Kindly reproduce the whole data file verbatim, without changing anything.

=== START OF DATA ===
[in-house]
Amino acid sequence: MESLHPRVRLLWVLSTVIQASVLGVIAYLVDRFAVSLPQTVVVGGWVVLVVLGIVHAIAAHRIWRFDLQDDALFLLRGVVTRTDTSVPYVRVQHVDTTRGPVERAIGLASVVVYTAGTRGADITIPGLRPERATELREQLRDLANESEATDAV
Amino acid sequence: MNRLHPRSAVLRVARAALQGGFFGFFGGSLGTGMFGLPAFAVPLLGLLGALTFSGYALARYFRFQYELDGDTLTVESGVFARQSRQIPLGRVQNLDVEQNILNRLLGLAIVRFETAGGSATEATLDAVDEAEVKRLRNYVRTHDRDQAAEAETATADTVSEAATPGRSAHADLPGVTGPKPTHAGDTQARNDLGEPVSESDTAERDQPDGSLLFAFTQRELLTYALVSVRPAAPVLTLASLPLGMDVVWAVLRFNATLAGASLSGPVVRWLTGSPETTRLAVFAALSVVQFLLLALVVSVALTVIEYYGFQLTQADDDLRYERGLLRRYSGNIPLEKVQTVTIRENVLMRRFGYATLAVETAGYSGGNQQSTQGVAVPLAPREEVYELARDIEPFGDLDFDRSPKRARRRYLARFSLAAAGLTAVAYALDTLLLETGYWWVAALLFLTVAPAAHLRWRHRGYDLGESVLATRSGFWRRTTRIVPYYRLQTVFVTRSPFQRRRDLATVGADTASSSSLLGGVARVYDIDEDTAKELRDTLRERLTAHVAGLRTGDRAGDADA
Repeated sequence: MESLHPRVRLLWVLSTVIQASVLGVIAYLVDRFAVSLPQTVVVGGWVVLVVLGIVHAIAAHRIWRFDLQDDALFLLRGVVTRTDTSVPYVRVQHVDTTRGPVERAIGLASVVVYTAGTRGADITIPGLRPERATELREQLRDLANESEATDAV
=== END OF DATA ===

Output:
[in-house]
Amino acid sequence: MESLHPRVRLLWVLSTVIQASVLGVIAYLVDRFAVSLPQTVVVGGWVVLVVLGIVHAIAAHRIWRFDLQDDALFLLRGVVTRTDTSVPYVRVQHVDTTRGPVERAIGLASVVVYTAGTRGADITIPGLRPERATELREQLRDLANESEATDAV
Amino acid sequence: MNRLHPRSAVLRVARAALQGGFFGFFGGSLGTGMFGLPAFAVPLLGLLGALTFSGYALARYFRFQYELDGDTLTVESGVFARQSRQIPLGRVQNLDVEQNILNRLLGLAIVRFETAGGSATEATLDAVDEAEVKRLRNYVRTHDRDQAAEAETATADTVSEAATPGRSAHADLPGVTGPKPTHAGDTQARNDLGEPVSESDTAERDQPDGSLLFAFTQRELLTYALVSVRPAAPVLTLASLPLGMDVVWAVLRFNATLAGASLSGPVVRWLTGSPETTRLAVFAALSVVQFLLLALVVSVALTVIEYYGFQLTQADDDLRYERGLLRRYSGNIPLEKVQTVTIRENVLMRRFGYATLAVETAGYSGGNQQSTQGVAVPLAPREEVYELARDIEPFGDLDFDRSPKRARRRYLARFSLAAAGLTAVAYALDTLLLETGYWWVAALLFLTVAPAAHLRWRHRGYDLGESVLATRSGFWRRTTRIVPYYRLQTVFVTRSPFQRRRDLATVGADTASSSSLLGGVARVYDIDEDTAKELRDTLRERLTAHVAGLRTGDRAGDADA
Repeated sequence: MESLHPRVRLLWVLSTVIQASVLGVIAYLVDRFAVSLPQTVVVGGWVVLVVLGIVHAIAAHRIWRFDLQDDALFLLRGVVTRTDTSVPYVRVQHVDTTRGPVERAIGLASVVVYTAGTRGADITIPGLRPERATELREQLRDLANESEATDAV